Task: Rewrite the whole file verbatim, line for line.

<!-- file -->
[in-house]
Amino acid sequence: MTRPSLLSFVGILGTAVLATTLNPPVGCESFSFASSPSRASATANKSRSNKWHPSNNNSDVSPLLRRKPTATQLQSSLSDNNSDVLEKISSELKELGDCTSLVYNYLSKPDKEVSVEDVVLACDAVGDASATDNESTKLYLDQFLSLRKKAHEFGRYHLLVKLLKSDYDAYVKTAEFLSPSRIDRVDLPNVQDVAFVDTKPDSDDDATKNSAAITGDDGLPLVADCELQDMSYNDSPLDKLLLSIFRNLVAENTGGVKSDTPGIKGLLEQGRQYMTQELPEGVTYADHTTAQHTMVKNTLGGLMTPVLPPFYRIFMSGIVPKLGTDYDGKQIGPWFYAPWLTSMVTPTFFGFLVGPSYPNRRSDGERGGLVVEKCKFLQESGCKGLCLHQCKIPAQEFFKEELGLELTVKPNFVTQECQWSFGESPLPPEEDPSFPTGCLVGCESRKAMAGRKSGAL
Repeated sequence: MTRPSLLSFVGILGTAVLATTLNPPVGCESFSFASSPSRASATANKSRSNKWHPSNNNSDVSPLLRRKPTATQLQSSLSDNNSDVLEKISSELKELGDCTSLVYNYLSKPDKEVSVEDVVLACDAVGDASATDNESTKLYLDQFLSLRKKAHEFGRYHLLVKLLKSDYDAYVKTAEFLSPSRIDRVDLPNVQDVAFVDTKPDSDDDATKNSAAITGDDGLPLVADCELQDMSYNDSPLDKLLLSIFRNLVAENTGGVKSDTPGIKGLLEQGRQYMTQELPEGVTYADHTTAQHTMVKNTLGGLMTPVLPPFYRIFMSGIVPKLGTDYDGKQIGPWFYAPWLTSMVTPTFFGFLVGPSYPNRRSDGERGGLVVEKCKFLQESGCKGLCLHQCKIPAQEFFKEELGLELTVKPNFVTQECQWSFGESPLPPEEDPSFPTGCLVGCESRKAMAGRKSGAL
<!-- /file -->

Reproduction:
[in-house]
Amino acid sequence: MTRPSLLSFVGILGTAVLATTLNPPVGCESFSFASSPSRASATANKSRSNKWHPSNNNSDVSPLLRRKPTATQLQSSLSDNNSDVLEKISSELKELGDCTSLVYNYLSKPDKEVSVEDVVLACDAVGDASATDNESTKLYLDQFLSLRKKAHEFGRYHLLVKLLKSDYDAYVKTAEFLSPSRIDRVDLPNVQDVAFVDTKPDSDDDATKNSAAITGDDGLPLVADCELQDMSYNDSPLDKLLLSIFRNLVAENTGGVKSDTPGIKGLLEQGRQYMTQELPEGVTYADHTTAQHTMVKNTLGGLMTPVLPPFYRIFMSGIVPKLGTDYDGKQIGPWFYAPWLTSMVTPTFFGFLVGPSYPNRRSDGERGGLVVEKCKFLQESGCKGLCLHQCKIPAQEFFKEELGLELTVKPNFVTQECQWSFGESPLPPEEDPSFPTGCLVGCESRKAMAGRKSGAL
Repeated sequence: MTRPSLLSFVGILGTAVLATTLNPPVGCESFSFASSPSRASATANKSRSNKWHPSNNNSDVSPLLRRKPTATQLQSSLSDNNSDVLEKISSELKELGDCTSLVYNYLSKPDKEVSVEDVVLACDAVGDASATDNESTKLYLDQFLSLRKKAHEFGRYHLLVKLLKSDYDAYVKTAEFLSPSRIDRVDLPNVQDVAFVDTKPDSDDDATKNSAAITGDDGLPLVADCELQDMSYNDSPLDKLLLSIFRNLVAENTGGVKSDTPGIKGLLEQGRQYMTQELPEGVTYADHTTAQHTMVKNTLGGLMTPVLPPFYRIFMSGIVPKLGTDYDGKQIGPWFYAPWLTSMVTPTFFGFLVGPSYPNRRSDGERGGLVVEKCKFLQESGCKGLCLHQCKIPAQEFFKEELGLELTVKPNFVTQECQWSFGESPLPPEEDPSFPTGCLVGCESRKAMAGRKSGAL